[44]

. The parameters of the Support Vector Machine have been tuned using a cross-validation and grid search procedure, after which a large computational experiment is conducted. The results showed that the Support Vector Machine Regression outperforms the currently available forecasting methods. Additionally, a robustness experiment has been set up to investigate the performance of the proposed method when the discrepancy between training and test set becomes larger.

The wrong finance distribution will later lead to the unreasonable use of the finances and overall project fault. For solving this problem and predicting risks related with budget and finances distribution Ceylan, Kutlubay and Bener employed regression techniques to detect and identify software defects budget-related [12]. These techniques are used to identify potentially defective software and allow corrective action to be taken before software is released to the production environment. The results of the ‘initial system structure’ show that the methods have many faulty defect predictions when the entire dataset is used. When the results are considered in terms of algorithm performances, it is seen that all of the learning algorithms used in the research have similar prediction performances having similar mean square error values.

Even a small number of technical mistakes could be a critical factor for the project. In [39]

, machine learning classifiers have emerged as a way to predict the existence of a bugs in a change made to a source code file. The classifier is first trained on software history data, and then used to predict bugs. Large numbers of features adversely impact scalability and accuracy of the approach. This technique is applied to predict bugs in software changes, and performance of Naive Bayes and Support Vector Machine classifiers is characterized.

Management risks in software development are one of the most global type of risks, because if they exist, most of the time they present the most prominent damage. [13]

aimed to predict the risks in software development projects by applying multiple logistic regression. The logistic regression was used as a tool to control the software development process. The logistic regression analyses can grade and help to point out the risk factors, which were important problems in development processes. These analytic results can lead to creation and development of strategies and highlighted problems, which are important issues to manage, control and reduce the risks of error.

4 Predicting defects

Software fault prediction is a process which involves the use of software metrics and algorithms to detect software components prone to error. One of the most crucial stages of software development life cycle is the testing stage which involves the most time and effort. It is necessary to detect faults in a software early in the software development life cycle in order to reduce software testing costs. In recent years, researchers have come up with different approaches from machine learning in order to improve the effectiveness of software testing. [30] introduces a model of software testing which uses fault prediction to estimate cost effectiveness.

In machine learning, the task of predicting which part of software prone to fault is known to be a classification task. Classification is the process in which the computer program learns from the data input given to it, alongside algorithms known as machine learning algorithms and then uses this learning to classify new observations. The idea behind these machine learning algorithms is for machines to learn and be able to predict faults in the future. In order for this learning to happen, they have to first identify the defects then classify them. In research, software metrics are put in place to help identify the faults and test the machine learning models. A lot of metrics are used, either method level metric or class level metric. Among them are: lines Of code (LOC), weighted methods for class (WMC), coupling between objects (CBO), response for class (RFC), branch count, unique operand and total operand.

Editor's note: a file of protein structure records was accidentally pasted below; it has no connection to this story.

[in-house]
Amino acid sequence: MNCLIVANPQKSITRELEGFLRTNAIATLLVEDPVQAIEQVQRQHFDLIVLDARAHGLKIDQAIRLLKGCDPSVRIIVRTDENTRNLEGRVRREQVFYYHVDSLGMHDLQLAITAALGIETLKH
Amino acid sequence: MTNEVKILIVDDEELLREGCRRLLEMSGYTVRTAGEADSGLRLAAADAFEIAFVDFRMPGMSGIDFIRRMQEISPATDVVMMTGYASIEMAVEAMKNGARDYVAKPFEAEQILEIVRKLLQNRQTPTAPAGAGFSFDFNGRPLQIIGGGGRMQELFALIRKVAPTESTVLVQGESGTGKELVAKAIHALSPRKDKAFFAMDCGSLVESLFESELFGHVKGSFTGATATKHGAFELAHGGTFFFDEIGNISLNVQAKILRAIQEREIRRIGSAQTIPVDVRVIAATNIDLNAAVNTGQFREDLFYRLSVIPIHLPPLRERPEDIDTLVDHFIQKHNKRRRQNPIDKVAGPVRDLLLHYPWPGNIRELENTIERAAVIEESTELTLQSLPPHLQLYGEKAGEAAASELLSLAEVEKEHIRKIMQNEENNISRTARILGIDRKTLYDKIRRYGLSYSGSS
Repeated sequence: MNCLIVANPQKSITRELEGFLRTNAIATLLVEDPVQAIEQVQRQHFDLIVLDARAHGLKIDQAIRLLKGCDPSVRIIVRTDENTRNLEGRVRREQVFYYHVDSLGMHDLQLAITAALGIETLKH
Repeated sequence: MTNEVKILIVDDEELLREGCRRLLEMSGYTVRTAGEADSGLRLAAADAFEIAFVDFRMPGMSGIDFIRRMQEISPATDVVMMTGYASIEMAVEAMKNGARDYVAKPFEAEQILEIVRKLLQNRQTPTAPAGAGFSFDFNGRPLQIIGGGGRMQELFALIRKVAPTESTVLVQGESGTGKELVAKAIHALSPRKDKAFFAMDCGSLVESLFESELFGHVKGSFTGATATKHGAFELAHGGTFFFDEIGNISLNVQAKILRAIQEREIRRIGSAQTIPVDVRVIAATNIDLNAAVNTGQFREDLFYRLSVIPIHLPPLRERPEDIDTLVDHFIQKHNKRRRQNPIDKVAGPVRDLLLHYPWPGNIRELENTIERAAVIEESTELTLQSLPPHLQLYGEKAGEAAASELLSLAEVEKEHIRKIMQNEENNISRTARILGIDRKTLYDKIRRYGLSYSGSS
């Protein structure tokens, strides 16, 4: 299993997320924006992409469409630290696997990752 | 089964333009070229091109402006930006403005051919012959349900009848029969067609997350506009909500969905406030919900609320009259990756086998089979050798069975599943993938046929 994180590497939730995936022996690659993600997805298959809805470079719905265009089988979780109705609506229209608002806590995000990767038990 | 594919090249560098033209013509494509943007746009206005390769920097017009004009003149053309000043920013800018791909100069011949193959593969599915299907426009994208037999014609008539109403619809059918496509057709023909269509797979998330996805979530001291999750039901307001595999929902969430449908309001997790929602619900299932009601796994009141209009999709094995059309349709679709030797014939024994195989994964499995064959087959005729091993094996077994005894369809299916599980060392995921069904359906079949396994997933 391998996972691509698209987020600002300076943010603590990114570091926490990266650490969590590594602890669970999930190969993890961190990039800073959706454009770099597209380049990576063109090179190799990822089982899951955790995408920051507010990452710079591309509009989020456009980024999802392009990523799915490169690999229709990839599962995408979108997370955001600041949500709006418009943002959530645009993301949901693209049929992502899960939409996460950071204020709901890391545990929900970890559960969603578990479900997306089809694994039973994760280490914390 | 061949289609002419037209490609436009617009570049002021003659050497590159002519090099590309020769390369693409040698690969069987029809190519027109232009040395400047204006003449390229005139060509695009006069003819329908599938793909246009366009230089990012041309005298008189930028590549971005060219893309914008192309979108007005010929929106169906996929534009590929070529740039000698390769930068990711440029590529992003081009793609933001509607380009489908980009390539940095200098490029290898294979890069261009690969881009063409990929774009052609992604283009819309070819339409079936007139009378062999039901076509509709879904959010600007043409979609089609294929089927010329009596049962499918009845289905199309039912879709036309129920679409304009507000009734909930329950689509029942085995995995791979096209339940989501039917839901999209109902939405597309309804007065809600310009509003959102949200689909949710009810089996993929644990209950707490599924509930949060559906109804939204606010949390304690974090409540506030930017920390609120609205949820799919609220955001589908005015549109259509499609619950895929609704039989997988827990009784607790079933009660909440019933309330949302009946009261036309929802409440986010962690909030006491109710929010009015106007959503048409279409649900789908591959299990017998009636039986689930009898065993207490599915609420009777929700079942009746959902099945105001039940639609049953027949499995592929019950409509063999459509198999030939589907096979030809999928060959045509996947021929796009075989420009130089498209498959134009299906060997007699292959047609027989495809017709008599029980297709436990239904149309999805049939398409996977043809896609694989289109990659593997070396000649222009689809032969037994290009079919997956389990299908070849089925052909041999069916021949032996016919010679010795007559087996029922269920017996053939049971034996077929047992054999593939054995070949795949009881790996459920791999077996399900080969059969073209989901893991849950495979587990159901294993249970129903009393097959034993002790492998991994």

In the work of [10], Artificial Immune Recognition System (AIRS), an immune-insprired supervised learning algorithm, was used to create a defect model based on method-level metrics and Chidamber-Kemerer metrics suite. [11]

on other research work examined nine classifiers for each of the five public NASA datasets. According to the research, naive Bayes algorithm provides the best prediction performance for small datasets, while random forest is the best prediction algorithm for large datasets.

[36] compared four classifiers (Naive Bayes, K-star, Random Forest and SVM). Random Forest classifier showed better results for method level metric and SVM for class level metric. [25]

used Random Forest, Adaboost, Bagging, Multilayer Perceptron, VM, Genetic Programming. Prediction models to estimate fault proneness using dataset of Open Source “Apache POI” (pure Java library for manipulating Microsoft documents). The best result is shown by random forest and bagging algorithm.

A notable issue in designing machine learning models for software fault detection is the imbalance of data sets. Most researchers focus on developing models which solve this imbalance either by directly influencing the data or not. [34]

used the Asymmetric Kernel Principal Component Analysis Classification (AKPCAC) method based off of the kernel principal component regression algorithm proposed by

[35] and Asymmetric Kernel Partial Least Squares Classier (AKPLSC) method. [26]. use fuzzy decision tree, a hybrid of fuzzy logic and decision tree which proves better than the decision tree approach.